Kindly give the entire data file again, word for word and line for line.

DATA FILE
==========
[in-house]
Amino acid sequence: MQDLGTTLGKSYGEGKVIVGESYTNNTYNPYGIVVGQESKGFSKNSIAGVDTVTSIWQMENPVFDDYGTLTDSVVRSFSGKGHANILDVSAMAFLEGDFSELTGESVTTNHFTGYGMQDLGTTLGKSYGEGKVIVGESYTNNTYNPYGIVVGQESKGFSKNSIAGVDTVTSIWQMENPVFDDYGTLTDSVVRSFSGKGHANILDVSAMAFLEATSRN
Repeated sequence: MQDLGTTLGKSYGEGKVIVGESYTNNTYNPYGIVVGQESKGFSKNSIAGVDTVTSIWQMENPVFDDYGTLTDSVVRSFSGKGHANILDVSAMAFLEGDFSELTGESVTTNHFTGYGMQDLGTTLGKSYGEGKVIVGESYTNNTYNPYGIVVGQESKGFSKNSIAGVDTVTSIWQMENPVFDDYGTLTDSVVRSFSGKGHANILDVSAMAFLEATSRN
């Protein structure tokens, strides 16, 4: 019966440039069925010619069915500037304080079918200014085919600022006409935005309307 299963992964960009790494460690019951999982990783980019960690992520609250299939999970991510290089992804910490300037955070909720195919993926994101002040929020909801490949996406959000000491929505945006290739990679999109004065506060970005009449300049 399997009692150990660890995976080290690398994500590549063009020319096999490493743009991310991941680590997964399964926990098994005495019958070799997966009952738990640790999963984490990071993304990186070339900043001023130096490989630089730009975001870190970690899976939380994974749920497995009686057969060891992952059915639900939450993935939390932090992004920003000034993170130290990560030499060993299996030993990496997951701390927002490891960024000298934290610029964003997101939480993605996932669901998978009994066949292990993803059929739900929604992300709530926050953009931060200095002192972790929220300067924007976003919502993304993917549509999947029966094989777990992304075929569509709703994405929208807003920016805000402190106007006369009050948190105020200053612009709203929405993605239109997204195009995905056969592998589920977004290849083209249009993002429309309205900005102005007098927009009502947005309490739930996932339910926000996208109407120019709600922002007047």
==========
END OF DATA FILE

[in-house]
Amino acid sequence: MQDLGTTLGKSYGEGKVIVGESYTNNTYNPYGIVVGQESKGFSKNSIAGVDTVTSIWQMENPVFDDYGTLTDSVVRSFSGKGHANILDVSAMAFLEGDFSELTGESVTTNHFTGYGMQDLGTTLGKSYGEGKVIVGESYTNNTYNPYGIVVGQESKGFSKNSIAGVDTVTSIWQMENPVFDDYGTLTDSVVRSFSGKGHANILDVSAMAFLEATSRN
Repeated sequence: MQDLGTTLGKSYGEGKVIVGESYTNNTYNPYGIVVGQESKGFSKNSIAGVDTVTSIWQMENPVFDDYGTLTDSVVRSFSGKGHANILDVSAMAFLEGDFSELTGESVTTNHFTGYGMQDLGTTLGKSYGEGKVIVGESYTNNTYNPYGIVVGQESKGFSKNSIAGVDTVTSIWQMENPVFDDYGTLTDSVVRSFSGKGHANILDVSAMAFLEATSRN
């Protein structure tokens, strides 16, 4: 019966440039069925010619069915500037304080079918200014085919600022006409935005309307 299963992964960009790494460690019951999982990783980019960690992520609250299939999970991510290089992804910490300037955070909720195919993926994101002040929020909801490949996406959000000491929505945006290739990679999109004065506060970005009449300049 399997009692150990660890995976080290690398994500590549063009020319096999490493743009991310991941680590997964399964926990098994005495019958070799997966009952738990640790999963984490990071993304990186070339900043001023130096490989630089730009975001870190970690899976939380994974749920497995009686057969060891992952059915639900939450993935939390932090992004920003000034993170130290990560030499060993299996030993990496997951701390927002490891960024000298934290610029964003997101939480993605996932669901998978009994066949292990993803059929739900929604992300709530926050953009931060200095002192972790929220300067924007976003919502993304993917549509999947029966094989777990992304075929569509709703994405929208807003920016805000402190106007006369009050948190105020200053612009709203929405993605239109997204195009995905056969592998589920977004290849083209249009993002429309309205900005102005007098927009009502947005309490739930996932339910926000996208109407120019709600922002007047």